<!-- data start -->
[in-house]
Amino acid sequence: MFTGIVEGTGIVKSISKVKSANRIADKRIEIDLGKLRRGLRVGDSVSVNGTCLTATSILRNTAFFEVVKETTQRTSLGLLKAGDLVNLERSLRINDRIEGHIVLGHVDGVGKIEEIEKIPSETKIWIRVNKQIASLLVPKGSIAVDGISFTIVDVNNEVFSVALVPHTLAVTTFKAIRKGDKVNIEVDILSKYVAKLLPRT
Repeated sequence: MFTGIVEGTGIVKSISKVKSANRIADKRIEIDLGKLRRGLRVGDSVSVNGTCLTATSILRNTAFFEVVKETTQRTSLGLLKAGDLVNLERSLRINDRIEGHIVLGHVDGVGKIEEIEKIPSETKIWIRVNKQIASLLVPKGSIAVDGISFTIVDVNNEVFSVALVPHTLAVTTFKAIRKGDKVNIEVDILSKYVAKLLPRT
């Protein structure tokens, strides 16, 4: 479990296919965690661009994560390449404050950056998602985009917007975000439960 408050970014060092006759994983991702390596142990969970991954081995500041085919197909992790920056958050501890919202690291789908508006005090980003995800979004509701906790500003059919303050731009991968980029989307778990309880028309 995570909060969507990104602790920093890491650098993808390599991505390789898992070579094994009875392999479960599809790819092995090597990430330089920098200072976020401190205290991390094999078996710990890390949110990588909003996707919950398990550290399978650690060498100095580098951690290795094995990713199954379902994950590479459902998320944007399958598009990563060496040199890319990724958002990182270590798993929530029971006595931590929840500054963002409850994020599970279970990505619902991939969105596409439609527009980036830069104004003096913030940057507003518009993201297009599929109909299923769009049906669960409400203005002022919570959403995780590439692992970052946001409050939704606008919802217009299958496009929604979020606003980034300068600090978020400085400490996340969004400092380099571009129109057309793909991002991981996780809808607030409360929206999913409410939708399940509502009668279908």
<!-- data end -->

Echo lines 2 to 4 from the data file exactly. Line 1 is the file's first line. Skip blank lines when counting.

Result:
Amino acid sequence: MFTGIVEGTGIVKSISKVKSANRIADKRIEIDLGKLRRGLRVGDSVSVNGTCLTATSILRNTAFFEVVKETTQRTSLGLLKAGDLVNLERSLRINDRIEGHIVLGHVDGVGKIEEIEKIPSETKIWIRVNKQIASLLVPKGSIAVDGISFTIVDVNNEVFSVALVPHTLAVTTFKAIRKGDKVNIEVDILSKYVAKLLPRT
Repeated sequence: MFTGIVEGTGIVKSISKVKSANRIADKRIEIDLGKLRRGLRVGDSVSVNGTCLTATSILRNTAFFEVVKETTQRTSLGLLKAGDLVNLERSLRINDRIEGHIVLGHVDGVGKIEEIEKIPSETKIWIRVNKQIASLLVPKGSIAVDGISFTIVDVNNEVFSVALVPHTLAVTTFKAIRKGDKVNIEVDILSKYVAKLLPRT
């Protein structure tokens, strides 16, 4: 479990296919965690661009994560390449404050950056998602985009917007975000439960 408050970014060092006759994983991702390596142990969970991954081995500041085919197909992790920056958050501890919202690291789908508006005090980003995800979004509701906790500003059919303050731009991968980029989307778990309880028309 995570909060969507990104602790920093890491650098993808390599991505390789898992070579094994009875392999479960599809790819092995090597990430330089920098200072976020401190205290991390094999078996710990890390949110990588909003996707919950398990550290399978650690060498100095580098951690290795094995990713199954379902994950590479459902998320944007399958598009990563060496040199890319990724958002990182270590798993929530029971006595931590929840500054963002409850994020599970279970990505619902991939969105596409439609527009980036830069104004003096913030940057507003518009993201297009599929109909299923769009049906669960409400203005002022919570959403995780590439692992970052946001409050939704606008919802217009299958496009929604979020606003980034300068600090978020400085400490996340969004400092380099571009129109057309793909991002991981996780809808607030409360929206999913409410939708399940509502009668279908």